A pensioner who caused “life changing injuries” to a motorcyclist when she fell asleep at the wheel in Lincolnshire was today (Tues) spared an immediate jail sentence.
Mary Crofts, 69, of Main Road, Billingford, Norfolk, was driving east along the A17 at Heckington on May 13, 2015 when she caused a five vehicle crash after crossing on to the wrong side of the road.
Lincoln Crown Court heard Crofts, from Norfolk, collided with the back of a highways maintenance lorry before hitting a motorcycle ridden by 44-year-old Karl Hargreaves.
Crofts, pleaded guilty to a single charge of causing serious injury by dangerous driving.
She was sentenced to six months imprisonment suspended for two years, placed under a two month curfew at her home between 7pm and 7am and banned from driving for three years. She must also take an extended retest and pay costs of £530.
Passing sentence Recorder Stuart Sprawson told Crofts she chose to drive in a “state of tiredness” but he could take the exceptional course of not sending her to jail because of her positive good character and the lack of aggravating factors in her driving.
The court was told Mr Hargreaves, who at the time of the collision was living in Waddington, suffered a severe brain injury and multiple fractures. He stopped breathing but was revived by passing trauma medic, Andrew Hull.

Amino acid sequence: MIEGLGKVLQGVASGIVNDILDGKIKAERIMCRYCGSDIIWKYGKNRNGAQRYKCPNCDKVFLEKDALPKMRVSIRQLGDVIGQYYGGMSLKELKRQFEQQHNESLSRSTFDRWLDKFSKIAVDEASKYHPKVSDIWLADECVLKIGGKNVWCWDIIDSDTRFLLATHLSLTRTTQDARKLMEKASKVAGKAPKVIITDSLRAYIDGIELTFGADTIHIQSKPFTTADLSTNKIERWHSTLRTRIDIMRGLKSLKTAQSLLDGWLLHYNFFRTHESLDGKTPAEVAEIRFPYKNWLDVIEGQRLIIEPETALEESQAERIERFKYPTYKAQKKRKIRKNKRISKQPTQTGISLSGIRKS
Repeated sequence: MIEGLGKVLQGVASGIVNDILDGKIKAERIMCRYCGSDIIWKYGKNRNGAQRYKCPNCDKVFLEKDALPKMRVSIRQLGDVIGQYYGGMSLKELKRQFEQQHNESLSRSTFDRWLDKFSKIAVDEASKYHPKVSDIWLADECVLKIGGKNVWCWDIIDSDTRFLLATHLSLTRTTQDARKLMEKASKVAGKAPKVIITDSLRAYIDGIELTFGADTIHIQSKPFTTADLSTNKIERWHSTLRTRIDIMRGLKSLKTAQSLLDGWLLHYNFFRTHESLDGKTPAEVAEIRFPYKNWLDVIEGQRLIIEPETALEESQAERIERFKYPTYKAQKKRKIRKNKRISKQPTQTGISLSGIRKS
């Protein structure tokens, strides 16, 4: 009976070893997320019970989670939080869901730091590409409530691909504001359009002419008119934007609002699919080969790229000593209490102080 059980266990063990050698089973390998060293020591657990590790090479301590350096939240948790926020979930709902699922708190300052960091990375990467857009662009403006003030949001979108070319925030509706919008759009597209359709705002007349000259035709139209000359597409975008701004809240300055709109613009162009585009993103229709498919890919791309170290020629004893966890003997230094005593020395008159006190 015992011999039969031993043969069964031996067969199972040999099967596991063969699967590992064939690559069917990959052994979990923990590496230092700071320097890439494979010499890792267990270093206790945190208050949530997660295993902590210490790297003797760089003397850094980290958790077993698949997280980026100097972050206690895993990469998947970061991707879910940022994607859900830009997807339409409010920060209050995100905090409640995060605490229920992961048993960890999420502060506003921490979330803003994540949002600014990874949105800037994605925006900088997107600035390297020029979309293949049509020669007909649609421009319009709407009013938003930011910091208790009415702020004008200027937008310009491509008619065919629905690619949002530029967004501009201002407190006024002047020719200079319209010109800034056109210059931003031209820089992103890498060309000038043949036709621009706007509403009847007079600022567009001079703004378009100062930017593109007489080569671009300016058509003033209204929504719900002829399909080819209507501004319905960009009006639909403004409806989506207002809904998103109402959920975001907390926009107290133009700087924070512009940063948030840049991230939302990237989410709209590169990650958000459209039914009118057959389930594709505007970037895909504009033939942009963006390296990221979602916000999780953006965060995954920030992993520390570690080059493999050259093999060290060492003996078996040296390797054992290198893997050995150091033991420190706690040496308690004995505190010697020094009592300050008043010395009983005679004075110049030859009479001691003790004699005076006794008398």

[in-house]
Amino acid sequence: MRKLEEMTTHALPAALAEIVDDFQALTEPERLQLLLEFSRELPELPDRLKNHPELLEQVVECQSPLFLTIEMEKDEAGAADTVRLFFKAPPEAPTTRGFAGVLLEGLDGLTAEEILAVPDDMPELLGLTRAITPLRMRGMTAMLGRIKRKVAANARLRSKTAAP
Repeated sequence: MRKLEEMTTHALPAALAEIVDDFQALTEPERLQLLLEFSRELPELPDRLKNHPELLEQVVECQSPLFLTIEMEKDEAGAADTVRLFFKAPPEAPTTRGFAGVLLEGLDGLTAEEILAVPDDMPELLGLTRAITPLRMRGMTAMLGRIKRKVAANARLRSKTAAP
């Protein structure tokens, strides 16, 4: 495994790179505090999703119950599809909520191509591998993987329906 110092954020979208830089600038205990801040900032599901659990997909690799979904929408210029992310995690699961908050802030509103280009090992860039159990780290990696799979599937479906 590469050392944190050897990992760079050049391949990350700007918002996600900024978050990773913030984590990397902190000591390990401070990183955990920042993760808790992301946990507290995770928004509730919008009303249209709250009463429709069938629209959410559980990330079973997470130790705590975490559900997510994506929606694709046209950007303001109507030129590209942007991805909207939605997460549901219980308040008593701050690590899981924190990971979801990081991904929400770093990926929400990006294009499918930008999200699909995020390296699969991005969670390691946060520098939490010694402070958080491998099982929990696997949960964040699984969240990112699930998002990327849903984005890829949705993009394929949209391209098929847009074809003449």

Mr Hargreaves was airlifted to the Queens Medical Centre in Nottingham where he was treated in intensive care and later transferred to a rehabilitation unit where he learned to walk again after being left wheelchair bound.
Phil Howes, prosecuting, told the court police investigators concluded Crofts must have fallen asleep at the wheel as she drove back to her Norfolk home at around 4.30pm after staying just a short time overnight with friends.
Mr Howes said: “The evidence in the police investigation is that she did not swerve across the road but appeared to veer over the centre white line gently. She has no recollection of the incident. The conclusion was that she must have fallen asleep at the wheel.”
Crofts passed eye and impairment tests following the crash in May, last year, and there was no suggestion she was either speeding, using a mobile phone or was blinded by the sun, the court was told. The weather was also fine and dry at the time of the crash.
In an emotional victim impact statement which was read out in court Mr Hargreaves said: “I just need everyone to know how this has taken my life away from me. I am not the man I was.”
The court heard Mr Hargreaves had made significant progress recovering from his injuries but still required a stick to walk longer distances and suffered dizzy spells.
Nicholas Smith, mitigating, told the court Crofts accepted the inference that she must have fallen asleep. He added that Crofts was a woman of “positive good character” who still worked running a ship repair business with her daughter after she was widowed in 2008.
Mr Smith said: “We can’t go back, we can not repair the damage. She can say sorry as often as she likes. It is heart felt.”